30. It is a great irony nonetheless that a very high proportion of the suffering we do is inflicted on us by our own defenses in the form of autoimmune diseases like multiple sclerosis, lupus, rheumatoid arthritis, Crohn’s disease, and many unappealing others.
  31. Inflammation is essentially the heat of battle as the body defends itself from damage. Blood vessels in the vicinity of an injury dilate, allowing more blood to flow to the site, bringing with it white blood cells to fight off invaders. That causes the site to swell, increasing the pressure on surrounding nerves, resulting in tenderness.
  32. Though he didn’t use the term “hygiene hypothesis.” That came later. The idea, very loosely, is that children in the developed world grow up in much cleaner environments than children of earlier ages did, and so don’t develop resistance to infection as well as those who have a more intimate contact with dirt and parasites.
  33. Efficiency is also assisted by a slight differential in air pressure between the outside world and the space around your lungs, known as the pleural cavity. Air pressure in the chest is less than atmospheric pressure, which helps to keep the lungs inflated. If air gets into the chest, because of a puncture wound, say, the differential vanishes and the lungs collapse to only about a third of their normal size.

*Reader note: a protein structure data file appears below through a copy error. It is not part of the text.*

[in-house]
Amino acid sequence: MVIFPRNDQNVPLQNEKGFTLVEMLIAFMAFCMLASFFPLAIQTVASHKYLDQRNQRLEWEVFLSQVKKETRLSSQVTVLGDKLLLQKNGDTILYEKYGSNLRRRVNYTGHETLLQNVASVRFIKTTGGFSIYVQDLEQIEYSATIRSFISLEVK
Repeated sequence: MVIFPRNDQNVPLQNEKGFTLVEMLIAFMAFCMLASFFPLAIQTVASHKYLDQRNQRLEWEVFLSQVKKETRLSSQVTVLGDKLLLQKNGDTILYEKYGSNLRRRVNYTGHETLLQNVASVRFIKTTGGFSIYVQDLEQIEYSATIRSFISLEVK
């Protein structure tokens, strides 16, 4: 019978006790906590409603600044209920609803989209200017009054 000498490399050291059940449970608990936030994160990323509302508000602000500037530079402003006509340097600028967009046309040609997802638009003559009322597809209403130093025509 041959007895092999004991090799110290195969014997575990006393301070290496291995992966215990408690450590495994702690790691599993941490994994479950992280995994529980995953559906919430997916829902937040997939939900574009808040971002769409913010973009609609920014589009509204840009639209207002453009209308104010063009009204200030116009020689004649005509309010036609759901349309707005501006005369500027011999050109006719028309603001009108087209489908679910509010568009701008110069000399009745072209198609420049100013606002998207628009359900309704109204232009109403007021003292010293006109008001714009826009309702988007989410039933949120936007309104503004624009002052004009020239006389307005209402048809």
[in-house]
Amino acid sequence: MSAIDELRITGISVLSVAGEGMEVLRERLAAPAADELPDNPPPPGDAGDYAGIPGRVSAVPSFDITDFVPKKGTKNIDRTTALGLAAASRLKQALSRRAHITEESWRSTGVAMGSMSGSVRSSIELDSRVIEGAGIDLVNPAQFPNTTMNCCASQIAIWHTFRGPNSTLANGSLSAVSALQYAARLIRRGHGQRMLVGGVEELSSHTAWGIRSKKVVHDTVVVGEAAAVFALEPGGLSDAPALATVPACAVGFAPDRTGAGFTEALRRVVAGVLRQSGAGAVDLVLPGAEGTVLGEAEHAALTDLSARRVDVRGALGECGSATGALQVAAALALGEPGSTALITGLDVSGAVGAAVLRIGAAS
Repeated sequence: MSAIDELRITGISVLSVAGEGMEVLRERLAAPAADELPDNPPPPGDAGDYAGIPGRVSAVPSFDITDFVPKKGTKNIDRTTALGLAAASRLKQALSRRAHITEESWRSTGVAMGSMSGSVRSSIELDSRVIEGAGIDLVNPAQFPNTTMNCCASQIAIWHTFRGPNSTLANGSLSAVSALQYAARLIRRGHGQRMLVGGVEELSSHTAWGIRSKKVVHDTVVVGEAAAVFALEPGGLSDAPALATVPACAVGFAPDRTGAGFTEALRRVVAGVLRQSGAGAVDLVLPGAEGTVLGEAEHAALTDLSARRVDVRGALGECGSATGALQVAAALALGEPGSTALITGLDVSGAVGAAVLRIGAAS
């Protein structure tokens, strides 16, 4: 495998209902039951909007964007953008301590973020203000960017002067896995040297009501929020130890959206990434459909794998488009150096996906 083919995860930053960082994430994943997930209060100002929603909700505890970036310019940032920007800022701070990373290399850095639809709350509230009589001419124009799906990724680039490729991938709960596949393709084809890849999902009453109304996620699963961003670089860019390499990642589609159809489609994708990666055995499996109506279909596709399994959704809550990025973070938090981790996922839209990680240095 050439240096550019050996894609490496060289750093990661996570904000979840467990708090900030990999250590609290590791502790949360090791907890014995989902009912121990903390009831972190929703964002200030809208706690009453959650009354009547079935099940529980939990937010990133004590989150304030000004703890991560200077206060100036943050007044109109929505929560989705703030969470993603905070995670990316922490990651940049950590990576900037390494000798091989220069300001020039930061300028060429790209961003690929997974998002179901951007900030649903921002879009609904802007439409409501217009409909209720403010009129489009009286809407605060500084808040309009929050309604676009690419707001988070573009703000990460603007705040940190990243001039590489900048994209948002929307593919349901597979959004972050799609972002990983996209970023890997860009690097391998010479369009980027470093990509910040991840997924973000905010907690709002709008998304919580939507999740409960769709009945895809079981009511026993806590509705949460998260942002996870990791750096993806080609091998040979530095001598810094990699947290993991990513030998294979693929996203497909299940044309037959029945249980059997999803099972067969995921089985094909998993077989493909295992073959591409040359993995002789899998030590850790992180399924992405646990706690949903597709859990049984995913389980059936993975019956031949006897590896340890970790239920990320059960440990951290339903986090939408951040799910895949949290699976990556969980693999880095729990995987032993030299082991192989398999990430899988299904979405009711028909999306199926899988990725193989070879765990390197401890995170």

34. The greatest of vitamin controversies was stirred up by the American chemist Linus Pauling (1901–94), who had the distinction of winning not one but two Nobel Prizes (for chemistry in 1954 and for peace eight years later). Pauling believed that massive doses of vitamin C were effective against colds, flu, and even some cancers. He took up to forty thousand milligrams of vitamin C daily (the recommended daily dose is sixty milligrams) and maintained that his large intake of vitamin C had kept his prostate cancer at bay for twenty years. He had no evidence for any of his claims, and all have been pretty well discredited by subsequent studies. Thanks to Pauling, to this day many people believe that taking a lot of vitamin C will help to get rid of a cold. It won’t.
  35. A small but unspecified number of amino acids strung together is a peptide. Ten or twelve strung together is a polypeptide. When a polypeptide begins to get bigger than that, it becomes, at some ineffable point, a protein.
  36. Eight of the twenty amino acids cannot be made in the body and must be consumed in the diet. If they are missing from the foods we eat, then certain vital proteins cannot be made.